Analysis Of There Is No Natural Religion By William Blake

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For these readings I think I can classify them into two different categories as far as themes go. The first section from page 169-176 talked a lot about religion and how people viewed religion. In this selection William Blake explained though his poem There Is No Natural Religion (parts a and b) what he considers religion and how he feels religion must have come to be. He also explains in this poem how he feels there must be a divine entity to give humans complex thoughts because he argues that these thoughts could not just have come from nothing. In the second section of readings, page 178-203, there are poems that all can from William Blake’s Songs of Innocence and Songs of Experience. These poems mostly revolve around children and the their perceptions of the world. In In Songs of …show more content…
An Example of this would be The Chimney Sweeper because it is a child talking about how he sweeps chimneys and how another boy like him uses God as a escape from the harsh world of chimney sweeping he comes from.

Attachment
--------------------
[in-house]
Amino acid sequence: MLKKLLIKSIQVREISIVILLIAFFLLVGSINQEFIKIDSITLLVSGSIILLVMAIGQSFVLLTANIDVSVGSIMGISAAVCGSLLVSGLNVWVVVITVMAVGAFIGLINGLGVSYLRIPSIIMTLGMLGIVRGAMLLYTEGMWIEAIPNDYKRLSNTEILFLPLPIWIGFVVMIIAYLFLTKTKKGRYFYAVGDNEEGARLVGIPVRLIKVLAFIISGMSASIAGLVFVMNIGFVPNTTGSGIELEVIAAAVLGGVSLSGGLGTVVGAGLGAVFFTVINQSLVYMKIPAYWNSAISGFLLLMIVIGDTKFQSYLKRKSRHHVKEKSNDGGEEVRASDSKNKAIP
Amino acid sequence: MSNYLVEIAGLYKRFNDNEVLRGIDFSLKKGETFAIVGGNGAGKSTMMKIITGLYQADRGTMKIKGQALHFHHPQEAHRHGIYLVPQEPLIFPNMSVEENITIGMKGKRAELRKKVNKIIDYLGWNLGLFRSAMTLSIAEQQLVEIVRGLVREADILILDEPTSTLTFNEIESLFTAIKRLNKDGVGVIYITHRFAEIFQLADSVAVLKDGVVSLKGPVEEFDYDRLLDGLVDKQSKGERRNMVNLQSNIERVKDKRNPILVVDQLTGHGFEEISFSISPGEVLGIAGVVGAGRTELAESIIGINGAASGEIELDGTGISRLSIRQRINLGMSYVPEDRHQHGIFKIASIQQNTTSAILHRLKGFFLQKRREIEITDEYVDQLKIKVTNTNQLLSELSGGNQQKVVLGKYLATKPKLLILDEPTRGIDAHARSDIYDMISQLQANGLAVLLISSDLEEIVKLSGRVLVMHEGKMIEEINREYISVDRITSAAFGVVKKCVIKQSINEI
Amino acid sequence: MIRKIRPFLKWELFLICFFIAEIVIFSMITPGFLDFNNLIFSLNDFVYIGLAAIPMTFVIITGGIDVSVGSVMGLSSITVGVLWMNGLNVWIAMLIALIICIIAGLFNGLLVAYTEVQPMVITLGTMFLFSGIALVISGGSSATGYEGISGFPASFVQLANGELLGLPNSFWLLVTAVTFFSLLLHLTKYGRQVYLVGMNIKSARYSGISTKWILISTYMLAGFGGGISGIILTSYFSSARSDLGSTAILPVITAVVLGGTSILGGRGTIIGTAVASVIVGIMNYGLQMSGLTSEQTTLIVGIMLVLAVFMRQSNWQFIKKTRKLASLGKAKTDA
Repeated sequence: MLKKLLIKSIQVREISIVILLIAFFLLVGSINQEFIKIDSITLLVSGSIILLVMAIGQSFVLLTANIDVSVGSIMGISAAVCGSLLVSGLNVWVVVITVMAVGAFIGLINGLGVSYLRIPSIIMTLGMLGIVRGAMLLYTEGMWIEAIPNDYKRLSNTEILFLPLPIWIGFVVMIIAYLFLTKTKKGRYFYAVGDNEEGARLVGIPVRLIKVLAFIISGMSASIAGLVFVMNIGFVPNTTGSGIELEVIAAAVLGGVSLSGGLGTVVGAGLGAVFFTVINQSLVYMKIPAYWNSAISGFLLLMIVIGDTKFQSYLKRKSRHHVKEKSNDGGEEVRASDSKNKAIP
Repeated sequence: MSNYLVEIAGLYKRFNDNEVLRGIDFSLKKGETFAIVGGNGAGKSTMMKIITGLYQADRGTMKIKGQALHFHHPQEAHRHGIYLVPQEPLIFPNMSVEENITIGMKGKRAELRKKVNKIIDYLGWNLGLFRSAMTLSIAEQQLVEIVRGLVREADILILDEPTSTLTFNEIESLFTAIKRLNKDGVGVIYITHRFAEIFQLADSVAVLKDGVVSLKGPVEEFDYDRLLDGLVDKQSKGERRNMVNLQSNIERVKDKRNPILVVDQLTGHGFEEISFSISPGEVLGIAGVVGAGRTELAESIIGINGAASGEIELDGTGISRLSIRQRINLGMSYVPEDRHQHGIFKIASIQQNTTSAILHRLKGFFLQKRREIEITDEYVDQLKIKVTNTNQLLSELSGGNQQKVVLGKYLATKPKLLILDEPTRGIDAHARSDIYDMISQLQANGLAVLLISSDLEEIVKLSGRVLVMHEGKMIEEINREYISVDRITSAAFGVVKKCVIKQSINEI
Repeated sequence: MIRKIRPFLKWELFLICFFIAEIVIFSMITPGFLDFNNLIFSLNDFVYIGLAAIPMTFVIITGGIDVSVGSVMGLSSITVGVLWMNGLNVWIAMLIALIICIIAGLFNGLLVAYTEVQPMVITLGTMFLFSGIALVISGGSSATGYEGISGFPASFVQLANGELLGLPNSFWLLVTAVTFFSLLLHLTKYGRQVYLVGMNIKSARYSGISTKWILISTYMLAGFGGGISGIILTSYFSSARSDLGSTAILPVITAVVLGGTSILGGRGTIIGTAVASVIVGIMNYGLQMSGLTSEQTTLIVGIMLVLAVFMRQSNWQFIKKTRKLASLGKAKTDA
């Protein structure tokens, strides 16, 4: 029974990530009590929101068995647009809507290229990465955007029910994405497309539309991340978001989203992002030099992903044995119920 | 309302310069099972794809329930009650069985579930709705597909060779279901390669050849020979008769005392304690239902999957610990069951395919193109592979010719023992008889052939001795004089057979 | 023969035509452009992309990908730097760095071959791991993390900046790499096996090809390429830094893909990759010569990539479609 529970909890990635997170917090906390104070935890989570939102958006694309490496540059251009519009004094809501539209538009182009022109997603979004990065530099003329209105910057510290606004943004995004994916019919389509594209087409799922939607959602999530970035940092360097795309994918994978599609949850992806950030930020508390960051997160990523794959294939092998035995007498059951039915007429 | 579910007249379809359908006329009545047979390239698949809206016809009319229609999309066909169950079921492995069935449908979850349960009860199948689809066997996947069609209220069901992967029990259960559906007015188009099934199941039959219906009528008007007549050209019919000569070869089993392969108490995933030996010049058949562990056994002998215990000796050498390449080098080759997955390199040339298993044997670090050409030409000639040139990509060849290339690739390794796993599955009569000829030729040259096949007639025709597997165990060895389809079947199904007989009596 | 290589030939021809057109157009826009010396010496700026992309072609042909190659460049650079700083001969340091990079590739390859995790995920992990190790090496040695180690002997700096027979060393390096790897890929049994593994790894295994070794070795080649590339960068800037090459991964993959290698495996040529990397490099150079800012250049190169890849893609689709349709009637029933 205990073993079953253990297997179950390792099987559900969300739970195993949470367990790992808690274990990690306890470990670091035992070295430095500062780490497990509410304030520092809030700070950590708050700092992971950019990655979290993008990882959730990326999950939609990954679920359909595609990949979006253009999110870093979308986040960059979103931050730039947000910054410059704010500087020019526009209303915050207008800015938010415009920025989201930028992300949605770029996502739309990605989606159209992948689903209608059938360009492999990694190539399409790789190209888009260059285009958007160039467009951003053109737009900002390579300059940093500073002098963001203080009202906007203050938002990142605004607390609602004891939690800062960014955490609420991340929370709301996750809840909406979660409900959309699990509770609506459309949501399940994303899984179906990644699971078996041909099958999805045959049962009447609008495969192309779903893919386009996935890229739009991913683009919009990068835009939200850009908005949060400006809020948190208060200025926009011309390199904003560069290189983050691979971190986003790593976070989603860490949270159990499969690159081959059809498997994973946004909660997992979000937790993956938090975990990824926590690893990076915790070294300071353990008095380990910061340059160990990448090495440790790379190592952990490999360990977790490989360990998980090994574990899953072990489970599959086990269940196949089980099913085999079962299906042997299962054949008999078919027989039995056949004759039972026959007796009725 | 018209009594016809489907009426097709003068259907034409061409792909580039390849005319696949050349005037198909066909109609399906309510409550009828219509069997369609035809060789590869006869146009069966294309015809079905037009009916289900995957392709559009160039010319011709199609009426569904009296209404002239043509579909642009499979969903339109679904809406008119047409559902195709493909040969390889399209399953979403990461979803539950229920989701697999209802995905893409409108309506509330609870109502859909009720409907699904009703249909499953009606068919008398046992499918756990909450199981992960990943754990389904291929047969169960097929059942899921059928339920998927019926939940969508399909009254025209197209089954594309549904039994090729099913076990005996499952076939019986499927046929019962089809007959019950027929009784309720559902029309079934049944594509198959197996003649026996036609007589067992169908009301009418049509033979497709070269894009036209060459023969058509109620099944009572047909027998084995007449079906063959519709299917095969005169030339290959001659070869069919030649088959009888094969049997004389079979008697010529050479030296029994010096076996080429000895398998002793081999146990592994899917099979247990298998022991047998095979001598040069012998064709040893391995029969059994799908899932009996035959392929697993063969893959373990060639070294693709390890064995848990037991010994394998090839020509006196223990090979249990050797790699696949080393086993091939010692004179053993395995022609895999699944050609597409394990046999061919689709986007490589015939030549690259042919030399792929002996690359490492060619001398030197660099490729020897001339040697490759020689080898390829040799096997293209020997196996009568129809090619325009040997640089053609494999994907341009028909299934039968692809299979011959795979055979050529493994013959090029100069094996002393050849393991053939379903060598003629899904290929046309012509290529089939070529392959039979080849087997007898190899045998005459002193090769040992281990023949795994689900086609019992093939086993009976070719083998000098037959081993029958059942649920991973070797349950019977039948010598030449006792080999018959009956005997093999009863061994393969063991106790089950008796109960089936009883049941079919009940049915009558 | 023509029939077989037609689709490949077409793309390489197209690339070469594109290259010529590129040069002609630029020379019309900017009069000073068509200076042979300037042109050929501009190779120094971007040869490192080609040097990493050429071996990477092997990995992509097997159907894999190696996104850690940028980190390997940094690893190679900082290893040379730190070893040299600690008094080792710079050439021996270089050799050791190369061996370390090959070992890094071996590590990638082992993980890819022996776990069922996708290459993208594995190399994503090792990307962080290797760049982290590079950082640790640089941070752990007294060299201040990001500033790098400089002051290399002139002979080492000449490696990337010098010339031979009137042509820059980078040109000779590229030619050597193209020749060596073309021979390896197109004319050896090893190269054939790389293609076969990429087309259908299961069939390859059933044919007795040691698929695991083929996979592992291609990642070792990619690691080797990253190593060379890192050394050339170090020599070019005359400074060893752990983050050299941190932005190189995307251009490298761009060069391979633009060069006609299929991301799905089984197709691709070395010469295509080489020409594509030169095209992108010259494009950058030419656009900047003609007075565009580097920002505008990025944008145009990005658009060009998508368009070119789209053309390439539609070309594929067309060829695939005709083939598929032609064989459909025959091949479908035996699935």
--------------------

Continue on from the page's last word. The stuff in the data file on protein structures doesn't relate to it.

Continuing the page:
Looking back over the years, I've always said that poetry is my least favorite literature to read, write, or even talk about in general but I think I’m starting to warm up to it, especially thanks to these poems. To me most, if not all, of these poems were used to point out flaws in humanity at that time as well as to start philosophical conversation. In terms of philosophy, I felt that the first section of readings including There Is No Natural Religion (parts a and b) brought up some really interesting questions that I hope we touch on in class. When it started talking about how there must be some divin source (Poetic Genius) out there to give humans these complex thoughts It blew my mind. On another note, I really enjoyed how many of the poems from the Songs of Innocence where told from the viewpoint of a child. To often in history we only see the bias views of adults represented so it was very refreshing to see a new point of

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